Wellness Programs Definition:
Services focused on the promotion or maintenance of good health rather than the correction of poor health
An employee has a heart attack. Besides concern for the person and the loss of productivity, you can't help but worry about your insurance rates, especially with premiums already skyrocketing 15 percent a year or more. Prolonged illness is a nightmare for employers and employees.
Having a healthier work force can reduce your insurance costs while improving your company's productivity. A "nip it in the bud" approach that targets high-risk employees can help them manage chronic conditions--high cholesterol, hypertension and so on--before they turn into bigger, costlier, problems. And with the emphasis today on fitness and healthy habits, people are glad to get some help in sticking to their resolutions to eat better and exercise.
There are a number of ways you can help employees with a corporate wellness program, including:
- Health club memberships. You can probably negotiate discounts or even barter an even swap for memberships for employees in local health clubs.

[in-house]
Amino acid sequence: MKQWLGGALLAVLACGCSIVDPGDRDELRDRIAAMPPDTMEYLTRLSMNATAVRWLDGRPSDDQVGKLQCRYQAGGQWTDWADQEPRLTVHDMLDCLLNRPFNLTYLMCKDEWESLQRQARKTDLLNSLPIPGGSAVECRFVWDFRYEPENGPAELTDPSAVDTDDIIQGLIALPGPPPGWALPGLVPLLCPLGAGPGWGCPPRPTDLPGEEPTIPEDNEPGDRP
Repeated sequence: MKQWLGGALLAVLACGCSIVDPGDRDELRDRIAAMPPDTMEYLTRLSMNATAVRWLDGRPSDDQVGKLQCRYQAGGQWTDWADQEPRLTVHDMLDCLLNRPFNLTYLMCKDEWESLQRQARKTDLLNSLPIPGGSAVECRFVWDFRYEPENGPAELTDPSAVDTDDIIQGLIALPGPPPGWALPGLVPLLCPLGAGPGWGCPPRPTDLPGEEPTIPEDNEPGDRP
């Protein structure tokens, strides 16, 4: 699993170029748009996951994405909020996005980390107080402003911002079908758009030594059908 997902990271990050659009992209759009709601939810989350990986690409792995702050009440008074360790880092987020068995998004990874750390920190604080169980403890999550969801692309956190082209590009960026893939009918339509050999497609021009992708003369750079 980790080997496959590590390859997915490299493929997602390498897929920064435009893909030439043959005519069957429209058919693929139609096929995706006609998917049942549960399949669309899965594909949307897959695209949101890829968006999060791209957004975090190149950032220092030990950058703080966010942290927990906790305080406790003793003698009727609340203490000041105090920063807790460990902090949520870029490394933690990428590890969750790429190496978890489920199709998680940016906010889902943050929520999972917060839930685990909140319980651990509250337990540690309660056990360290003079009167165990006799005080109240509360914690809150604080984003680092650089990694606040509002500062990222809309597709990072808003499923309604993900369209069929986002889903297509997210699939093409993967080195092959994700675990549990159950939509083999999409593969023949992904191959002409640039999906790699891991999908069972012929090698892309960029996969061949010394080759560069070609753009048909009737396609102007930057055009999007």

- Free screenings. If you have more than a few dozen employees, local hospitals and health organizations will be happy to come out and screen your employees for high blood pressure, elevated cholesterol and other ailments.
- On-site health education. Health-conscious employees will appreciate having a nurse or health counselor come in to give occasional lunchtime presentations on smoking cessation, good nutrition, managing stress, coping with alcohol abuse and other health-related topics.
Of course, the biggest obstacle to making wellness programs work is getting employees to participate. Some programs may be seen as career-busters. Your employees may think "If I sign up for the diabetes seminar, I'll get off the promotion route because you're afraid my health won't withstand it." Employees may also be discouraged to participate if a sign-up sheet for depression assessment or HIV screening is posted where everyone can see.
To encourage participation, start by protecting your worker's privacy. Make sure health information that can be linked to specific employees can't be accessed by anyone in the company. Sign-ups should be strictly confidential.
You might also think about offering incentives for signing up, from decreasing employees' co-pays and offering extra time off to giving gifts and bonuses. Start educating employees about how much health care costs the company--a conversation that still isn't making it out of most boardrooms--and send a message that you value good health by creating a work environment that encourages it.